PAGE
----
How To Adjust Your Clutch Linkage

Clutch Adjustment Made Easy

Engaging and disengaging the clutch is as simple as pushing in the pedal – if everything is working properly. In order for that to happen there needs to be a system of linkages to connect the pedal to the actual clutch inside the transmission. Adjusting all the clutch linkage is crucial for proper clutch operation and longevity. 

There are a few different pieces required to make the clutch work. First is the pedal itself which swings down and away when you press it. That clutch pedal is connected to a rod that goes through the firewall and connects to the Z-Bar. The Z-Bar is then connected to another linkage piece and it’s connected to the clutch fork that goes into the housing. 

This procedure is for clutches with manual linkages, not a modern hydraulic linkage. In addition, this procedure is going to be the same process whether you have a classic Chevelle, Camaro, or Nova. The pieces might look slightly different than what’s shown below, but the overall process is the same. 

Clutch Adjustment

If your clutch linkage is too tight then the throwout bearing will ride the clutch fingers and burn up, or it won’t let the clutch completely engage. On the flip side if the clutch linkage is too loose then you risk the clutch not disengaging properly and causing bad shifts. 

Luckily, adjusting your clutch linkage is pretty easy and there’s only one place to adjust it. The bad part is it’s under the car so you’ll need to raise the car up safely to access it. The last piece of linkage that attaches to the Z-Bar on one end and pushes on the clutch fork on the other is able to be extended or shortened as needed.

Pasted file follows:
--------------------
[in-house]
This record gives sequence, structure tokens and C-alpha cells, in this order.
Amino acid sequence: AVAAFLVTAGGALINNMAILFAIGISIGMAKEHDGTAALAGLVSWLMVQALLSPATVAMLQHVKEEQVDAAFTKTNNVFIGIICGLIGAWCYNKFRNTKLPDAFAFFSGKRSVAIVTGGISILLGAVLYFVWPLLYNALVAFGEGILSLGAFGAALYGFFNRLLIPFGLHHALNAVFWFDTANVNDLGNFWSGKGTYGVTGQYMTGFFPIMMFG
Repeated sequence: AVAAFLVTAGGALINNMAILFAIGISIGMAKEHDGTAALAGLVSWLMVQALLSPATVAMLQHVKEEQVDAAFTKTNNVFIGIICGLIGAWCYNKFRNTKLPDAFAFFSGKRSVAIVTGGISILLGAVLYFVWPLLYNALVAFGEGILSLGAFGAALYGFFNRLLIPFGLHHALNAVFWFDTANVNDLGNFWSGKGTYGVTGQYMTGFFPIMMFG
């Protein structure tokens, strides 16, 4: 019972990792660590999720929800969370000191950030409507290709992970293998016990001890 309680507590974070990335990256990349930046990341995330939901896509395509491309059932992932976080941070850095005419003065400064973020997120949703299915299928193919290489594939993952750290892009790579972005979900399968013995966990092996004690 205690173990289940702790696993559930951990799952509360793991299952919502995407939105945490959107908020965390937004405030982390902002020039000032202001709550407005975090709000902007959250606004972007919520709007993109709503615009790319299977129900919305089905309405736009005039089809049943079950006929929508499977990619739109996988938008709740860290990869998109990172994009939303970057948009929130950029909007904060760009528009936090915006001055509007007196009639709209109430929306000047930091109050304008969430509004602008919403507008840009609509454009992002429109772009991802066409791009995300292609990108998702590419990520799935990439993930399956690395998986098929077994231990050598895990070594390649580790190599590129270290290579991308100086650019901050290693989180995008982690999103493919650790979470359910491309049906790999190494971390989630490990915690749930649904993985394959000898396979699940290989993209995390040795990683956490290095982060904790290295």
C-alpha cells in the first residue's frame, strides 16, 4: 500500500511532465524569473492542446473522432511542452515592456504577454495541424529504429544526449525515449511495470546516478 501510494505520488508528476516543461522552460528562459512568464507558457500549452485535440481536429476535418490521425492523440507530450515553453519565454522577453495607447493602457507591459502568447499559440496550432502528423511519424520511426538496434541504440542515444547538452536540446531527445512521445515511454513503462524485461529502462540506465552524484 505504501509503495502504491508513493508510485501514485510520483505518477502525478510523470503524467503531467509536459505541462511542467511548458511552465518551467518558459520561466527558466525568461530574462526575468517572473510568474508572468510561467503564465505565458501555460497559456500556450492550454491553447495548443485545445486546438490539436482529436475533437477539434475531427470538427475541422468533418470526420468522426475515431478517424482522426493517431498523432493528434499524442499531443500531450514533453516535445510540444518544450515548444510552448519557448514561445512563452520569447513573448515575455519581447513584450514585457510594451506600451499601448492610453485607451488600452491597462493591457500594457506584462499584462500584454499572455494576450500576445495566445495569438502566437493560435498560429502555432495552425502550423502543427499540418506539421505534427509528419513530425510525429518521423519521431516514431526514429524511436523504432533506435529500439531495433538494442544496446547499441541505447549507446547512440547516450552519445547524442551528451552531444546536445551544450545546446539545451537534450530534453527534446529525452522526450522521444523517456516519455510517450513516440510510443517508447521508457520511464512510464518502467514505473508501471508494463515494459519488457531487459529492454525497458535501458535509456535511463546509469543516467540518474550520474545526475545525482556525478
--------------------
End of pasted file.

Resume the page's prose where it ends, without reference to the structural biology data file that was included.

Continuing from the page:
Clutch Diagram

Clutch Linkage Adjustment Methods

There are a few different methods for adjusting the linkage. The first is to adjust that rod so that there’s between 1″ and 1-1/2″ of play in the pedal. The second method is to extend the linkage until there’s no play, then back it off about three turns. A third method is to push the linkage away from the clutch fork and have about a 1/16th” to 1/8th” gap between the two. 

No matter how you choose to adjust it, the end result is the same. You want a little bit of play in the linkages. If they are all tight then the clutch fork will push on the throw-out bearing causing it to ride on the clutch constantly or worse yet not fully engage the clutch. There needs to be a very small gap between the throwout bearing and the fingers on the clutch. 

Once you’ve done your adjustments you should test it out. The safest way is to put the rear of the car on jack stands so the rear wheels aren’t touching the ground. Then start the car and see how the clutch feels. When you push in the clutch do the wheels stop spinning? Then it’s disengaging properly. If the wheels continue to spin, then the linkage is too loose not allowing the clutch to properly disengage. 

After going through this process if you still have issues, you might have some worn-out pieces. Make sure that everything is tight with no slop but also moves freely. The Z-Bar should be well greased for proper use. The linkages can wear down over time as well causing more free play in the system than it needs. 

If you still have questions or can’t seem to get the adjustment just right, give our friendly techs a call at (203) 235-1200 and we will be happy to help diagnose it with you! If you need clutch parts, we have those available as well

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